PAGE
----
protection against certain cancers, cardiovascular disease and age-related degenerative diseases. There is evidence that anthocyanins also have anti-inflammatory activity, promote visual acuity, and hinder obesity and diabetes.
Sounds good, but I’m still not convinced purple tomatoes are the best way to get my anthocyanins. I’m not a raving opponent of transgenic crops (though I disagree with patenting them). I just think I’d rather have blueberries on my cereal than eat purple spaghetti. Heck, I’d probably rather have blueberry spaghetti.
(Image: John Innes Centre)
Fad dieters take note: The Innes Centre website takes care to point out in bold type that seeds are not available for sale.
October 24, 2008
Men are under natural selection to become richer, according to a report in the November issue of American Naturalist. That’s right: the same way natural selection once encouraged longer necks in giraffes and duck bills on ducks (and platypuses), men are now feeling that Darwinian pull toward the corner office.
The Newcastle University researchers found the effect only in men, and explained it by saying that
men strive for cultural goals such as wealth and status in order to convert these achievements into reproductive success.
Women showed the opposite effect: lower incomes were associated with more children (the researchers interpreted this as women giving up earning potential in order to have kids). All sorts of other interesting societal lessons cropped up in the study. The effect held across typical Western societies (the U.K., Sweden), in African hunter-gatherer societies, and in family records of Europeans spanning the last 500 years.
This research is kind of a brutal reminder that civilization doesn’t trump evolution, it just shifts the focus. Quasi-philosophical discussions about whether we’ve stopped evolving are fun, but there’s really only one right answer: Of course we’re still evolving.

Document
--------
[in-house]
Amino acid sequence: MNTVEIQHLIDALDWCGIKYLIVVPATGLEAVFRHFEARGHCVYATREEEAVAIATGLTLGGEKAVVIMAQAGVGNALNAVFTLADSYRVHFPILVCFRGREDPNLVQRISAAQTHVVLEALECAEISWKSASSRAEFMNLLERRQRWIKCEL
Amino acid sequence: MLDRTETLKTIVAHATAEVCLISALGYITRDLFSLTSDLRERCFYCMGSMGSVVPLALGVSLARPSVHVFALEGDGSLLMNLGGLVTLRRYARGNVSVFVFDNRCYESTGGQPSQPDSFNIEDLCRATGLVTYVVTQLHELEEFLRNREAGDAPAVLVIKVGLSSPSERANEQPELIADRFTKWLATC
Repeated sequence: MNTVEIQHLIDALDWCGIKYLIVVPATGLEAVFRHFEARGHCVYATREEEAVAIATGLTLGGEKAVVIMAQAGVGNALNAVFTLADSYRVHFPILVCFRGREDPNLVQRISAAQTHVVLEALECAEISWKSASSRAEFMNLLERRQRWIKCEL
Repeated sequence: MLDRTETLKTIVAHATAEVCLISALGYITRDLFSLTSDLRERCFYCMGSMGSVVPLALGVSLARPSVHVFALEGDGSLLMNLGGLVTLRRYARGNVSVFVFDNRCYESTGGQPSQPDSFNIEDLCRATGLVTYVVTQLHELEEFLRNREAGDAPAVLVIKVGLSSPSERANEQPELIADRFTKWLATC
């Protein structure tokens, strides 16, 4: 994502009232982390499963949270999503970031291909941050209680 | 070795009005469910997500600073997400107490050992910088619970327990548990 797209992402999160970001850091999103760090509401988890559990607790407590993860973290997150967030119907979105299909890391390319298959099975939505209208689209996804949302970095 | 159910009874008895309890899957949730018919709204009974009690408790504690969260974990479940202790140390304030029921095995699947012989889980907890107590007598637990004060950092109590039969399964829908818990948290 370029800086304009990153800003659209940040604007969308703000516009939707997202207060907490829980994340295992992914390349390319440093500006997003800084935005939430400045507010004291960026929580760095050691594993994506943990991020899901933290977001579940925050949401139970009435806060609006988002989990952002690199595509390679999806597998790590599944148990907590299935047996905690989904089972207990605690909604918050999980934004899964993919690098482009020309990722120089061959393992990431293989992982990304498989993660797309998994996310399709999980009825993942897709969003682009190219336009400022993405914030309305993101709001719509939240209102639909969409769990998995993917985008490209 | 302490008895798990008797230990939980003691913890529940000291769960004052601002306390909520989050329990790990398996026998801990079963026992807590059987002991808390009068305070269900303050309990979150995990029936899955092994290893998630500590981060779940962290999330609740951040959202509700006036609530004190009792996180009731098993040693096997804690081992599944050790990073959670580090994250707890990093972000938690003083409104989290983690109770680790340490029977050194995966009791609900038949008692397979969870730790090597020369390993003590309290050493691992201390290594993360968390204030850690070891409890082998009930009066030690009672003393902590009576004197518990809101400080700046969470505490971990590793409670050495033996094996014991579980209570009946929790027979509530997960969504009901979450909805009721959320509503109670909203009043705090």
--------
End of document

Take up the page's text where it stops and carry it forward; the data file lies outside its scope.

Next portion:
Evolution is just the slow genetic shifting of the norms in a population. It happens to the best of species – even ones that have invented flu shots, indoor plumbing, and airbags. Case in point: I have terrible eyesight, but thanks to contact lenses I’ve avoided being eaten by wolves or walking off cliffs. So you might argue that our superb mammalian eyeballs have stopped evolving.
But I’m still childless. If I keel over tomorrow then, evolutionarily, I’ll have vanished.**** My genes will sink into the dirt along with the rest of the contents of my cells. Which of my genetic traits will be to blame? My enormous Anglo-Saxon cranium? The tendency to recite Monty Python on first dates? Too busy blogging to meet real people? Or my paltry earning power?
The point is that natural selection is at work, blindly weeding out genes, even if in less blood-curdling fashion than we often think of it. Of course, selection is only one of evolution’s three ingredients. To actually evolve, a population needs to be variable, different individuals must have differential reproductive success (that’s selection), and they must be able to pass those differences on to their offspring (that’s heritability). But all those are met, the researchers argue: just ask the Kennedys.
Presumably we’re not evolving some kind of Susan B. Anthony-producing sweat gland, of course. But more subtle abilities (or predispositions) to accumulate wealth are being rewarded with more children. And although evolution takes a long time, the results from this study suggest this selective pressure is as old as the barter system. I wonder what exaggerated features it has already produced, giraffe- or peacock-like, in our bodies and our psyches?
(Image: courtesy Matt Schwartz. disclaimer: enormous cranium notwithstanding, that’s not me in the picture)
***Except for whatever I have in common with my nephews and nieces.
October 20, 2008
The science news last week was peppered with common-sense breakthroughs: among them, an elephant-rampage early-warning system and a hospital centrifuge made from a hand-cranked eggbeater.
It’s a good time for modest ingenuity to make a comeback, since our plummeting economic fortunes are dampening enthusiasm for, say, an $8 billion physics project that keeps getting the hiccups – or even a $450 million Mars landing that goes off flawlessly. So clip the following coupons to get great science at discount prices: